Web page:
Road-Building for a New Liberia

After years of conflict, Liberia is on a new path to recovery. A wide array of multi-lateral agencies, including the International Labour Organization are on the scene to help. These efforts include the building of a road, which will link villages in Mount Barclay to the main market town. Not only will this stimulate the local agricultural economy, the labour-based construction method is also creating much needed jobs, as ILO TV reports.

Date issued: 30 June 2008 | Size/duration: 00:02:03 (12 MB)
If the video is not displayed, download the free RealPlayer™


For 14 years Liberia was a scene of conflict, leaving its economy and infrastructure in tatters.

Now it’s one of reconstruction and renewal: a new president, the first elected female head of state in Africa, Ellen Johnson Sirleaf, and here in Mount Barclay, a new road.

Ellen Johnson Sirleaf, President, Liberia

The road will enable farmers to get their crops to market, they are talking about helping small business along the way, so that in itself will enable people to have an income, so to me it will make a big contribution to poverty reduction.

For now the road is mostly a footpath – impassable to motorized vehicles. On the new road, more products to market mean more money for local farmers.

The Dutch-funded project of the International Labour Organization is also creating much-needed jobs.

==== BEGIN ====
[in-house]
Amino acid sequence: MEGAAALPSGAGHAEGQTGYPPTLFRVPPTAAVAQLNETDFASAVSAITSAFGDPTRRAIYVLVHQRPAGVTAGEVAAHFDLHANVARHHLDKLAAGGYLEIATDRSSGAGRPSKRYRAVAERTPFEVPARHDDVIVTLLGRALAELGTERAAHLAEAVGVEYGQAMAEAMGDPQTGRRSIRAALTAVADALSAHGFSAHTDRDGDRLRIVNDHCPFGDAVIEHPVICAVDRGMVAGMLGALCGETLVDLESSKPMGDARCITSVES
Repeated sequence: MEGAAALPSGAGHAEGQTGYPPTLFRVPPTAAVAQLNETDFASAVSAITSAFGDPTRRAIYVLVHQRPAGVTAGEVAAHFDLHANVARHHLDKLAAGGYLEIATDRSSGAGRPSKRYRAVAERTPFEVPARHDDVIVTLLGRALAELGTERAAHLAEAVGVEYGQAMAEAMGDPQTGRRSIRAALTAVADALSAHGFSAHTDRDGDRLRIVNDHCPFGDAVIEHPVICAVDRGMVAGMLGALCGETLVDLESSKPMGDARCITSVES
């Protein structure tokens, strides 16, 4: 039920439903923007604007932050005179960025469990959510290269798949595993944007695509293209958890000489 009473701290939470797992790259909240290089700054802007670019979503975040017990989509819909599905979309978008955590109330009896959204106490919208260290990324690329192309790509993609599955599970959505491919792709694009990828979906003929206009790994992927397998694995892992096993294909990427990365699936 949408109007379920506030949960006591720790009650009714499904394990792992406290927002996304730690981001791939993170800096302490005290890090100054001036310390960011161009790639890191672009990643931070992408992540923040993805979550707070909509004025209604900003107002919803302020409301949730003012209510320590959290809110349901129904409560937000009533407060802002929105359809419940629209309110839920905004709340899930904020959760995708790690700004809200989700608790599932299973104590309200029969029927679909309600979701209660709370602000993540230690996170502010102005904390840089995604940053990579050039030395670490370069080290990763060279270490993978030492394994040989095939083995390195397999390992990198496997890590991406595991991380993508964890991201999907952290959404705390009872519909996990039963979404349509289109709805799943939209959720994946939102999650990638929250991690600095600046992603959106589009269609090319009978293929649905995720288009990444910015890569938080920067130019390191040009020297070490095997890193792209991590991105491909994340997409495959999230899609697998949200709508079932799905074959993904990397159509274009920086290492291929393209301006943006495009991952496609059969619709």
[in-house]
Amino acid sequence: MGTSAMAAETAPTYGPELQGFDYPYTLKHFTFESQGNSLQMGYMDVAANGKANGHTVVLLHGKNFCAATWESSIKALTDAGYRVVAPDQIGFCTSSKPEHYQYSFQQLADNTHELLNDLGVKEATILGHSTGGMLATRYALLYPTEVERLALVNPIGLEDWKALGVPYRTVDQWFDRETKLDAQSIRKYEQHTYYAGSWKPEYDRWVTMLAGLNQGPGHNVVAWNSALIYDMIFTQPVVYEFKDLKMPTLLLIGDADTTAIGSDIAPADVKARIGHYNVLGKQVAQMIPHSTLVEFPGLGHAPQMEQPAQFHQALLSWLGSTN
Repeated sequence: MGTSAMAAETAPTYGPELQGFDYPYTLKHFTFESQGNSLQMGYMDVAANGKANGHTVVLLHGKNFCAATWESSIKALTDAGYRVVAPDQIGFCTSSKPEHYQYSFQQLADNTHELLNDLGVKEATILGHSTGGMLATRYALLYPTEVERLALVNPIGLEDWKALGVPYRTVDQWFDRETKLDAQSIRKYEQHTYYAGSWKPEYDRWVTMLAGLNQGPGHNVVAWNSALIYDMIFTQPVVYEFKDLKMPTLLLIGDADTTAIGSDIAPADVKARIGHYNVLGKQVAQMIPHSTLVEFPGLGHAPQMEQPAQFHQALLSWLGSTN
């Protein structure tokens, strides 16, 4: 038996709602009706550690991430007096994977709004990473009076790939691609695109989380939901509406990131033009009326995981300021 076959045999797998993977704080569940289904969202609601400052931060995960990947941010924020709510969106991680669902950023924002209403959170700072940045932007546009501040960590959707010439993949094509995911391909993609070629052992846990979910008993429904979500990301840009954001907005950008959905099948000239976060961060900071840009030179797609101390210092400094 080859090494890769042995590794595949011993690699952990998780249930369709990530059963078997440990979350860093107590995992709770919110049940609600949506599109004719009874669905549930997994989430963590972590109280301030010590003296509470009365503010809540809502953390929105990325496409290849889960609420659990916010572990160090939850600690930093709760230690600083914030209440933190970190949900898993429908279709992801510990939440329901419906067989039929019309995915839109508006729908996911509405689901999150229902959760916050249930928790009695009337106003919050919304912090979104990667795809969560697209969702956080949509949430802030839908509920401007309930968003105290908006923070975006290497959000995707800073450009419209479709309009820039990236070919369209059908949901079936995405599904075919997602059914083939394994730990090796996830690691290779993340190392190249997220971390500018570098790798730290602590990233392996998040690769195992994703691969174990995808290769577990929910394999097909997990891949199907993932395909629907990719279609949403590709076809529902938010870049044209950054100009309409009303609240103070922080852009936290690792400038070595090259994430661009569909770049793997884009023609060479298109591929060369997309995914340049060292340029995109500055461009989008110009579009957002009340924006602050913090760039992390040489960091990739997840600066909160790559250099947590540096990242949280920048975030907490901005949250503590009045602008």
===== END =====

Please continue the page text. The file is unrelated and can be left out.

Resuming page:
For Momo Diggs, it’s a chance to invest in his family’s future.

Momo Diggs, Bush cutter

My job is to cut bush on the road. With the money I am earning I want to support my children and send them to school.

The construction method is labour-based and requires minimal training. This makes the work accessible, especially to young people who have missed out on developing even basic skills because of the war.

Henry Danso, ILO International Engineer

The elderly we assigned to brushing and removal of the top soil, but when it comes to the digging we employed mainly the youth to do the work. We are not engaging anybody the whole day, we pay for their output not their time.

The ILO and other UN agencies are on the ground joining the forces of government and the private sector. Rebuilding a nation will take time, but the road ahead looks hopeful for Liberia.